Author(s): Kumaravel TS, Jha AN
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Abstract The alkaline version of the single cell gel electrophoresis assay, popularly known as the Comet assay, is widely used to evaluate the genotoxic potential of chemicals and environmental contaminants, and for environmental monitoring purposes. In recent years, this assay has increasingly been recognized as a potentially valuable tool for regulatory studies. The assay commonly utilises commercially available software programmes to evaluate the extent of DNA damage at the single-cell level. These programmes provide a large number of measurement outcomes (i.e., tail length, \%Tail DNA, various measures of tail moment, etc.) to evaluate the extent of DNA migration and DNA damage. At the moment, however, there is no general agreement with respect to the most relevant measurements or parameters to use. This study was carried out to establish which measurement(s) in the Comet assay are most significantly correlated with DNA damage, and should thus be adopted for routine use. Pooled peripheral blood samples from 3 healthy human individuals were irradiated with a range of doses of (137)Cs gamma-radiation (0, 1, 2, 4 and 8 Gy). Following irradiation, the Comet assay was performed according to a standard protocol, and different parameters were recorded by use of Komet 5.0 software (Kinetic Imaging Ltd., Liverpool, UK). Following a correlation analysis, the Olive Tail Moment (OTM), the Tail Extent Moment and the percentage of DNA in the tail (\%Tail DNA) gave good correlations that were not significantly different from each other. Further retrospective analysis from other in vitro and in vivo Comet assay experiments with chemical agents also suggested that OTM and \%Tail DNA gave good correlation with the dose of genotoxic agents used. Since OTM and \%Tail DNA are the most commonly used parameters in many manuscripts, these two could continue to be applied for routine use. However, since OTM is measured in arbitrary units and different image-analysis systems give different values, the \%Tail DNA could be considered more meaningful and easy to conceptualise. Other parameters might not be considered of significant use in genotoxicological studies.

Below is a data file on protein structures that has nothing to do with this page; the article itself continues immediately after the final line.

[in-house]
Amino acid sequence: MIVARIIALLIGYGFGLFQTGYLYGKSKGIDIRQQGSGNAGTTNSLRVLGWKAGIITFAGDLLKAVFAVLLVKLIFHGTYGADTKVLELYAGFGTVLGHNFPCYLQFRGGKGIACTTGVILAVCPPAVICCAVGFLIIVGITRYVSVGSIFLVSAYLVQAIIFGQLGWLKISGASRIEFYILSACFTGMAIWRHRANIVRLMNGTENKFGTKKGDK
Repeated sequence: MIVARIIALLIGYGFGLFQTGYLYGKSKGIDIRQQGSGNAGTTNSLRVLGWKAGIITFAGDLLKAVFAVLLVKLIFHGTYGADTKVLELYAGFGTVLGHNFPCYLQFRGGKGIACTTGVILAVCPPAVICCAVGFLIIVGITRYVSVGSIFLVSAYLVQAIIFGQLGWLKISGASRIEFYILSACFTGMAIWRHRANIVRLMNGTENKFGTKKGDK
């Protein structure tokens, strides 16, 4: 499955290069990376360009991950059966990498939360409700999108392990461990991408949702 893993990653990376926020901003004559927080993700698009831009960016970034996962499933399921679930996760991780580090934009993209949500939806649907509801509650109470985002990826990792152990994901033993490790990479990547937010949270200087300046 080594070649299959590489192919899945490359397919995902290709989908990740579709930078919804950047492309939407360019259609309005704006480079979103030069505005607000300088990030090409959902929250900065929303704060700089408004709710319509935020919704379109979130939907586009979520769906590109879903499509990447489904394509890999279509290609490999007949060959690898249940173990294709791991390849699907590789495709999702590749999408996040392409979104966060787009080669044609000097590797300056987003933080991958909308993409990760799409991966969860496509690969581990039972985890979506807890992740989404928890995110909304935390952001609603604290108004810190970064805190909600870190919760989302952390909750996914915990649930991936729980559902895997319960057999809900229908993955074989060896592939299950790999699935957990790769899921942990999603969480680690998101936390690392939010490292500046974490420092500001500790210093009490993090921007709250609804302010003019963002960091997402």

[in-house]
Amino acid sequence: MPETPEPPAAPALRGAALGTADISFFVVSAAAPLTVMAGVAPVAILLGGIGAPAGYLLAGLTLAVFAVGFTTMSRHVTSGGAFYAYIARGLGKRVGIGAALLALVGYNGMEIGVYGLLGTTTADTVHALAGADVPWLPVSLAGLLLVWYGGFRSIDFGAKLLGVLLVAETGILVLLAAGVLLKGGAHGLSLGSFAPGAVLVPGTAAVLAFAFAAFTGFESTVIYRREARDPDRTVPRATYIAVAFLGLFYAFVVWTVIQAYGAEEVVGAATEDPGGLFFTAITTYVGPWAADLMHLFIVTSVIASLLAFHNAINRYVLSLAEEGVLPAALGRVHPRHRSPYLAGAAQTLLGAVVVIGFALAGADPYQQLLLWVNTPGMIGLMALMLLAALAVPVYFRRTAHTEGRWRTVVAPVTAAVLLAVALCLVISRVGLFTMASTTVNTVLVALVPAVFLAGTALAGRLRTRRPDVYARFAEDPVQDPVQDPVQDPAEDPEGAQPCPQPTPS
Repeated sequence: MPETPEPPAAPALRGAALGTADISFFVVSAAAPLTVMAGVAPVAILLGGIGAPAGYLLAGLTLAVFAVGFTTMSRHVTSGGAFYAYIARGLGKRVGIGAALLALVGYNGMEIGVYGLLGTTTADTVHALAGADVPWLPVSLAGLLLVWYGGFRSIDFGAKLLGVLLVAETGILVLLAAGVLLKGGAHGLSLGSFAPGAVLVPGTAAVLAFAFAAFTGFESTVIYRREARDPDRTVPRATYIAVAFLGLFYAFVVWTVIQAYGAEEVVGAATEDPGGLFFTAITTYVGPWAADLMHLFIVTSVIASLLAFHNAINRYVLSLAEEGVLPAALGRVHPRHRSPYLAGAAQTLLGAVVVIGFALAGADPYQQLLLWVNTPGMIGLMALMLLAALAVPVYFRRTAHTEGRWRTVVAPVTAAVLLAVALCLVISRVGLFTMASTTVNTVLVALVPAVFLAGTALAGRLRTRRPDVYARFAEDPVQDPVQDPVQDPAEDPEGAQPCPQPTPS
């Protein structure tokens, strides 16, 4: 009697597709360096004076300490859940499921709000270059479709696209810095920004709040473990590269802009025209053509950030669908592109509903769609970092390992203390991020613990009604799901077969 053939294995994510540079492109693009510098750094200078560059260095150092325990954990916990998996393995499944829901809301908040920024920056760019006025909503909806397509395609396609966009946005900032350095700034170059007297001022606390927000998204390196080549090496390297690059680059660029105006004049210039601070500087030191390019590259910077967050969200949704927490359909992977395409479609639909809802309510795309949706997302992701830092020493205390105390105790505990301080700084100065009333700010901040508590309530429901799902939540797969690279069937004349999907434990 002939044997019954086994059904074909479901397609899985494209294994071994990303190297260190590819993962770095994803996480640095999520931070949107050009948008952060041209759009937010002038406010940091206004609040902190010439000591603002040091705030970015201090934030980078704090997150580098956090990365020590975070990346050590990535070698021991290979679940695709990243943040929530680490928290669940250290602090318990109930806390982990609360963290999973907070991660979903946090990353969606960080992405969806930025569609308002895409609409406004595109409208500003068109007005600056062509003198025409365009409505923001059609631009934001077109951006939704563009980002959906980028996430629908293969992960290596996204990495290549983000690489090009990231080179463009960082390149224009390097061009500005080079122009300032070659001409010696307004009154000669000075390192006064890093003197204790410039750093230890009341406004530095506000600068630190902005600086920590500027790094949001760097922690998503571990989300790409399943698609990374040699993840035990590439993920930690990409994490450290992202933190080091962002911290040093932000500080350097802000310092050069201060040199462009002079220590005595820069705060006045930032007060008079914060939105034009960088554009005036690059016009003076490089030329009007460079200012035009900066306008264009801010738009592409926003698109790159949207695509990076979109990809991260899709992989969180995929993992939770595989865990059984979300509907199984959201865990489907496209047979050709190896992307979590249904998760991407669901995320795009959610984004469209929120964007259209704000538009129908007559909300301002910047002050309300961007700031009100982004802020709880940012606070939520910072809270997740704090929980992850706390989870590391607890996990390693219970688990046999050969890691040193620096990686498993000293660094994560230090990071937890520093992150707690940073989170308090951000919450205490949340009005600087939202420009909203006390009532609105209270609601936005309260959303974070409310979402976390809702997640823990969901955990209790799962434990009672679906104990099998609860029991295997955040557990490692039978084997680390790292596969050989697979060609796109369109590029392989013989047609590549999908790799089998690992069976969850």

This article was published in Mutat Res
and referenced in Journal of Aquaculture Research & Development